If you are less than 30 years old and do not make more than 17,500 net euros per year, you will be exempt from paying the VAT (Umsatzsteuer).
In case there is no exemption from the VAT, the statement must be done monthly.
In Germany, the quota that a self-employed person needs to pay is made up of two parts, the first is a 140 euro-quota for Social Security. The second part is mandatory health insurance which can be between 150-200 euros. However, if 1,700 net euros per month are not reached, the self-employed person will be exempt from paying the first part of the quota, meaning the €140, and would only have to pay health insurance.
In Germany, the payment date is obligatorily tied to the collection date of the same. That means that the invoice date is the collection date, so we have no reason to pay in advance the VAT or income tax of something that we haven’t collected yet.
The income tax declaration is paid directly in the annual income tax statement.
All received remuneration must be declared. The German “Finanzämter” go after it and you may even get a notification 5 years later. It is closely scrutinised within companies!
Invoices in Germany (die Rechnungen)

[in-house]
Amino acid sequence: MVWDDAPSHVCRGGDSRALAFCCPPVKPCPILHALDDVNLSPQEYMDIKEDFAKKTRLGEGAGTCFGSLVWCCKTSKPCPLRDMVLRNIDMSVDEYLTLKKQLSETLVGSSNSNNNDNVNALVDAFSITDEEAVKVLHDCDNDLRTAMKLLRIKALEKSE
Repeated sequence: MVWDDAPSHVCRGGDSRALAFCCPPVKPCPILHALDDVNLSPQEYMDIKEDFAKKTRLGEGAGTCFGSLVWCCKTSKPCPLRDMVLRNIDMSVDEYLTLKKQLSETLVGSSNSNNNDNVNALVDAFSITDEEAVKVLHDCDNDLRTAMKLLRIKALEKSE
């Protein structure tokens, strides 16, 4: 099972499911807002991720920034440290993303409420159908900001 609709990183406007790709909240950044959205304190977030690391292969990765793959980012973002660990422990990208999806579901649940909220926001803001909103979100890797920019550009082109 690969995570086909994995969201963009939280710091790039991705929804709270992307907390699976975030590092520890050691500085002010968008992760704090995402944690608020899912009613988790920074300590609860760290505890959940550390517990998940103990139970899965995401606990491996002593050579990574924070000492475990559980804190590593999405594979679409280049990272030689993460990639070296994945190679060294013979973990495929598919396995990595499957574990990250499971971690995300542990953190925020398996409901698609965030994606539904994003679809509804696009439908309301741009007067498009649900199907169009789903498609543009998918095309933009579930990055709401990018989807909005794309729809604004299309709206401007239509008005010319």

What information does an invoice in Germany need to have?
- (*) This invoice in particular has no IVA, since the self-employed person would be earning less than 17,500 euros and would be exempt.
- Full name of the company – Vollständiger Name und Anschrift des leistenden Unternehmers und des Leistungsempfängers
- NIF and VAT- Steuernummer oder Umsatzsteueridentifikationsnummer
- Invoice issue date (In Germany, it coincides with collection) – Ausstellungsdatum der Rechnung
- Consecutive invoice numbers – Fortlaufende Rechnungsnummer
- Amount and description of product and service sold – Menge und handelsübliche Bezeichnung der gelieferten Gegenstände oder die Art und den Umfang der sonstigen Leistung
- In case there are any discounts, specify them – Im Voraus vereinbarte Minderungen des Entgelts
- Amount with and without IVA – Entgelt und hierauf entfallender Steuerbetrag sowie Hinweis auf Steuerbefreiung
Other web sites of interest
Extra, Extra, Self-Employed in Germany
If you are employed by others, that is to say, as a salaried employee, and you lose your job, the “Agentur für Arbeit” can give you economic assistance if you wish to become self-employed (selbständig) or create your own company (but only if you are entitled to Arbeitslosengeld I).
Self-Employed in Germany for female entrepreneurs
Self-Employed in Germany for immigrants
Ask in the “Wirtschaftsförderung” of your city of residence
Useful vocabulary for being Self-Employed in Germany
Gewerbeamt, Berufgenossenschaft, Finanzamt, Sozialversicherungen, Ausländeramt, selbstsändig, Rechnung, Umsatzseuer, Krankenkassen, Fragebogen zur steurlichen Erfassung, Industrie- und Handelskammer.